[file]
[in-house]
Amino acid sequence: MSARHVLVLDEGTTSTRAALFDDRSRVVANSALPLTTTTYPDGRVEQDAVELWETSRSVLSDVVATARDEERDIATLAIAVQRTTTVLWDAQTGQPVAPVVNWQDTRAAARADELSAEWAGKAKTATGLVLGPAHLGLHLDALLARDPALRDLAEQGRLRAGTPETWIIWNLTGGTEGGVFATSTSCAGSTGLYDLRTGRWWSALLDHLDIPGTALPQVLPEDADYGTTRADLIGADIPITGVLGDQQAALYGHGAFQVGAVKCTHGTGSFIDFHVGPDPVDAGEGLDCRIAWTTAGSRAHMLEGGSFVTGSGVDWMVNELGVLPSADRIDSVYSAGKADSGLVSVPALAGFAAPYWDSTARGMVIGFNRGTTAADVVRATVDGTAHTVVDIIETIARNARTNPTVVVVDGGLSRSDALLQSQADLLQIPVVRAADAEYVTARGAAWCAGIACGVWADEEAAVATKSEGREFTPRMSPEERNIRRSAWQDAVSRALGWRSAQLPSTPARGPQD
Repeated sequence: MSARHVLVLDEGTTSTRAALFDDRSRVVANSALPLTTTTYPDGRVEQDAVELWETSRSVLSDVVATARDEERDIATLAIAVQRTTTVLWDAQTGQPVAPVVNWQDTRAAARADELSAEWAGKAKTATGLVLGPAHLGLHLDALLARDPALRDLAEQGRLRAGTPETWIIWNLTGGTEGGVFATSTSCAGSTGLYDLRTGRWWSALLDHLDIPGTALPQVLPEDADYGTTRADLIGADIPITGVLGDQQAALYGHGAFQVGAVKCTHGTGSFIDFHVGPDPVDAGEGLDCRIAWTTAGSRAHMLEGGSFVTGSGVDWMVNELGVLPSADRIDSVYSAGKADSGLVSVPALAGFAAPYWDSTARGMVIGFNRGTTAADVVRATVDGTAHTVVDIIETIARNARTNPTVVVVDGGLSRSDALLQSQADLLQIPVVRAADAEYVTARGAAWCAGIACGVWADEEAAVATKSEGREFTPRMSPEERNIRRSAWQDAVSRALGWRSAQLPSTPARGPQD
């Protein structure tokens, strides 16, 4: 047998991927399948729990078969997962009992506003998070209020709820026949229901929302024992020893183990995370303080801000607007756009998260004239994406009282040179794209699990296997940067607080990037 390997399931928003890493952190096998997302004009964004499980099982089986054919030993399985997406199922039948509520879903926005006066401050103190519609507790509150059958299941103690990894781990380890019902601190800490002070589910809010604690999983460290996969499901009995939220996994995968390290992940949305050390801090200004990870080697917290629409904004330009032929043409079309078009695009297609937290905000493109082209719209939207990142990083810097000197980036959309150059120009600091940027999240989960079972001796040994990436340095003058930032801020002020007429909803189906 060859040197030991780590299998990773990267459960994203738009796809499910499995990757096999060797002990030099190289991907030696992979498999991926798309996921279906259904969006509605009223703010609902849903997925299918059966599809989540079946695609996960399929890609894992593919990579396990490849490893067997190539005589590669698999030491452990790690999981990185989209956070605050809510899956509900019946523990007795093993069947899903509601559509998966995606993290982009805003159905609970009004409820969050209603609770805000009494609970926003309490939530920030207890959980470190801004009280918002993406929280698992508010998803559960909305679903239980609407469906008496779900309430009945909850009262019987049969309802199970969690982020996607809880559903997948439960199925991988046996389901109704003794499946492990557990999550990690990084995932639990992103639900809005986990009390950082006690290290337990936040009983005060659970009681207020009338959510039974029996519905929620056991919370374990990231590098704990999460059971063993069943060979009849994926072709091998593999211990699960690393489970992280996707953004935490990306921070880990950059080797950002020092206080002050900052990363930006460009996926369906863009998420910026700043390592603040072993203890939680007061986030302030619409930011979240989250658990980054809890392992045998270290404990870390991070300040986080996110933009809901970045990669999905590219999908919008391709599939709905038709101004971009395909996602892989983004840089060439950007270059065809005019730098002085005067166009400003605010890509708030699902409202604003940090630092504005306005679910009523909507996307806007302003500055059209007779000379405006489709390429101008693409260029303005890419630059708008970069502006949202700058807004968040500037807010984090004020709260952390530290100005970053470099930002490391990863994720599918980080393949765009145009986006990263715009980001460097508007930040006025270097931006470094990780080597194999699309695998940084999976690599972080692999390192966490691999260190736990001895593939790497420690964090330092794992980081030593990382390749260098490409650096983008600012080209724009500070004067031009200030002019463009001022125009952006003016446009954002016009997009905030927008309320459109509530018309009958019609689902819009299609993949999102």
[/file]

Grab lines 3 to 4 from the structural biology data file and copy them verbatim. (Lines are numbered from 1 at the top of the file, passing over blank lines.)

Repeated sequence: MSARHVLVLDEGTTSTRAALFDDRSRVVANSALPLTTTTYPDGRVEQDAVELWETSRSVLSDVVATARDEERDIATLAIAVQRTTTVLWDAQTGQPVAPVVNWQDTRAAARADELSAEWAGKAKTATGLVLGPAHLGLHLDALLARDPALRDLAEQGRLRAGTPETWIIWNLTGGTEGGVFATSTSCAGSTGLYDLRTGRWWSALLDHLDIPGTALPQVLPEDADYGTTRADLIGADIPITGVLGDQQAALYGHGAFQVGAVKCTHGTGSFIDFHVGPDPVDAGEGLDCRIAWTTAGSRAHMLEGGSFVTGSGVDWMVNELGVLPSADRIDSVYSAGKADSGLVSVPALAGFAAPYWDSTARGMVIGFNRGTTAADVVRATVDGTAHTVVDIIETIARNARTNPTVVVVDGGLSRSDALLQSQADLLQIPVVRAADAEYVTARGAAWCAGIACGVWADEEAAVATKSEGREFTPRMSPEERNIRRSAWQDAVSRALGWRSAQLPSTPARGPQD
């Protein structure tokens, strides 16, 4: 047998991927399948729990078969997962009992506003998070209020709820026949229901929302024992020893183990995370303080801000607007756009998260004239994406009282040179794209699990296997940067607080990037 390997399931928003890493952190096998997302004009964004499980099982089986054919030993399985997406199922039948509520879903926005006066401050103190519609507790509150059958299941103690990894781990380890019902601190800490002070589910809010604690999983460290996969499901009995939220996994995968390290992940949305050390801090200004990870080697917290629409904004330009032929043409079309078009695009297609937290905000493109082209719209939207990142990083810097000197980036959309150059120009600091940027999240989960079972001796040994990436340095003058930032801020002020007429909803189906 060859040197030991780590299998990773990267459960994203738009796809499910499995990757096999060797002990030099190289991907030696992979498999991926798309996921279906259904969006509605009223703010609902849903997925299918059966599809989540079946695609996960399929890609894992593919990579396990490849490893067997190539005589590669698999030491452990790690999981990185989209956070605050809510899956509900019946523990007795093993069947899903509601559509998966995606993290982009805003159905609970009004409820969050209603609770805000009494609970926003309490939530920030207890959980470190801004009280918002993406929280698992508010998803559960909305679903239980609407469906008496779900309430009945909850009262019987049969309802199970969690982020996607809880559903997948439960199925991988046996389901109704003794499946492990557990999550990690990084995932639990992103639900809005986990009390950082006690290290337990936040009983005060659970009681207020009338959510039974029996519905929620056991919370374990990231590098704990999460059971063993069943060979009849994926072709091998593999211990699960690393489970992280996707953004935490990306921070880990950059080797950002020092206080002050900052990363930006460009996926369906863009998420910026700043390592603040072993203890939680007061986030302030619409930011979240989250658990980054809890392992045998270290404990870390991070300040986080996110933009809901970045990669999905590219999908919008391709599939709905038709101004971009395909996602892989983004840089060439950007270059065809005019730098002085005067166009400003605010890509708030699902409202604003940090630092504005306005679910009523909507996307806007302003500055059209007779000379405006489709390429101008693409260029303005890419630059708008970069502006949202700058807004968040500037807010984090004020709260952390530290100005970053470099930002490391990863994720599918980080393949765009145009986006990263715009980001460097508007930040006025270097931006470094990780080597194999699309695998940084999976690599972080692999390192966490691999260190736990001895593939790497420690964090330092794992980081030593990382390749260098490409650096983008600012080209724009500070004067031009200030002019463009001022125009952006003016446009954002016009997009905030927008309320459109509530018309009958019609689902819009299609993949999102």